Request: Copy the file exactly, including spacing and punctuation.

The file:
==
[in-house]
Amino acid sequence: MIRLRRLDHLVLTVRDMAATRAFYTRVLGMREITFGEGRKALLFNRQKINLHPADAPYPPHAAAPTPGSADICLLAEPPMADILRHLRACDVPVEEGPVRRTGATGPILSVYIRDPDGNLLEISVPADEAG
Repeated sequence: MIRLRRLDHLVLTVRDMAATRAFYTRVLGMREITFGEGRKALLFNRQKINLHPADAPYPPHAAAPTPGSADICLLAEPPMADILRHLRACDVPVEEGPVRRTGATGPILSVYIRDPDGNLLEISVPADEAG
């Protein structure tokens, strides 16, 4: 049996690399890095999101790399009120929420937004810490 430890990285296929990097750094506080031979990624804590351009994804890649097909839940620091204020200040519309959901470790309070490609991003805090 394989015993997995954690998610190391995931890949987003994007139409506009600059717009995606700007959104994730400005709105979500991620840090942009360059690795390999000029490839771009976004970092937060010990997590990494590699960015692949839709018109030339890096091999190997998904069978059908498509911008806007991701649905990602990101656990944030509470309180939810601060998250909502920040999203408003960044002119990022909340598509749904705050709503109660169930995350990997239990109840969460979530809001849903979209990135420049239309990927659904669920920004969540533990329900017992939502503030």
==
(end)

[in-house]
Amino acid sequence: MIRLRRLDHLVLTVRDMAATRAFYTRVLGMREITFGEGRKALLFNRQKINLHPADAPYPPHAAAPTPGSADICLLAEPPMADILRHLRACDVPVEEGPVRRTGATGPILSVYIRDPDGNLLEISVPADEAG
Repeated sequence: MIRLRRLDHLVLTVRDMAATRAFYTRVLGMREITFGEGRKALLFNRQKINLHPADAPYPPHAAAPTPGSADICLLAEPPMADILRHLRACDVPVEEGPVRRTGATGPILSVYIRDPDGNLLEISVPADEAG
């Protein structure tokens, strides 16, 4: 049996690399890095999101790399009120929420937004810490 430890990285296929990097750094506080031979990624804590351009994804890649097909839940620091204020200040519309959901470790309070490609991003805090 394989015993997995954690998610190391995931890949987003994007139409506009600059717009995606700007959104994730400005709105979500991620840090942009360059690795390999000029490839771009976004970092937060010990997590990494590699960015692949839709018109030339890096091999190997998904069978059908498509911008806007991701649905990602990101656990944030509470309180939810601060998250909502920040999203408003960044002119990022909340598509749904705050709503109660169930995350990997239990109840969460979530809001849903979209990135420049239309990927659904669920920004969540533990329900017992939502503030």